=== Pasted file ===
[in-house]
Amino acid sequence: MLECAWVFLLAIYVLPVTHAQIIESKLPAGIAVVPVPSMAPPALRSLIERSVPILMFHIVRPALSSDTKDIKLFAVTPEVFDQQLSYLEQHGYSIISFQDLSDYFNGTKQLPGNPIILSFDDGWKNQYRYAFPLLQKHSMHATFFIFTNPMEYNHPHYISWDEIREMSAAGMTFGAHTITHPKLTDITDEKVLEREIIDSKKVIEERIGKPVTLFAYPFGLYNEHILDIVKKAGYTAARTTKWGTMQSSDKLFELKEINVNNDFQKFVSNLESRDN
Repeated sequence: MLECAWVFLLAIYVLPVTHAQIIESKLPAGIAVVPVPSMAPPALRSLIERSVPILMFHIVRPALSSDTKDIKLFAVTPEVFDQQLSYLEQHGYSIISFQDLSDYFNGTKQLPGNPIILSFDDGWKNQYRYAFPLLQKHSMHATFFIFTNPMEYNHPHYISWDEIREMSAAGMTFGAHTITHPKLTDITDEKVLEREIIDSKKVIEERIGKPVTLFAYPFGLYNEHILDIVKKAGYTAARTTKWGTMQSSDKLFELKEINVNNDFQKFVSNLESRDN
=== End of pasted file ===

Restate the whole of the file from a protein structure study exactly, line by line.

[in-house]
Amino acid sequence: MLECAWVFLLAIYVLPVTHAQIIESKLPAGIAVVPVPSMAPPALRSLIERSVPILMFHIVRPALSSDTKDIKLFAVTPEVFDQQLSYLEQHGYSIISFQDLSDYFNGTKQLPGNPIILSFDDGWKNQYRYAFPLLQKHSMHATFFIFTNPMEYNHPHYISWDEIREMSAAGMTFGAHTITHPKLTDITDEKVLEREIIDSKKVIEERIGKPVTLFAYPFGLYNEHILDIVKKAGYTAARTTKWGTMQSSDKLFELKEINVNNDFQKFVSNLESRDN
Repeated sequence: MLECAWVFLLAIYVLPVTHAQIIESKLPAGIAVVPVPSMAPPALRSLIERSVPILMFHIVRPALSSDTKDIKLFAVTPEVFDQQLSYLEQHGYSIISFQDLSDYFNGTKQLPGNPIILSFDDGWKNQYRYAFPLLQKHSMHATFFIFTNPMEYNHPHYISWDEIREMSAAGMTFGAHTITHPKLTDITDEKVLEREIIDSKKVIEERIGKPVTLFAYPFGLYNEHILDIVKKAGYTAARTTKWGTMQSSDKLFELKEINVNNDFQKFVSNLESRDN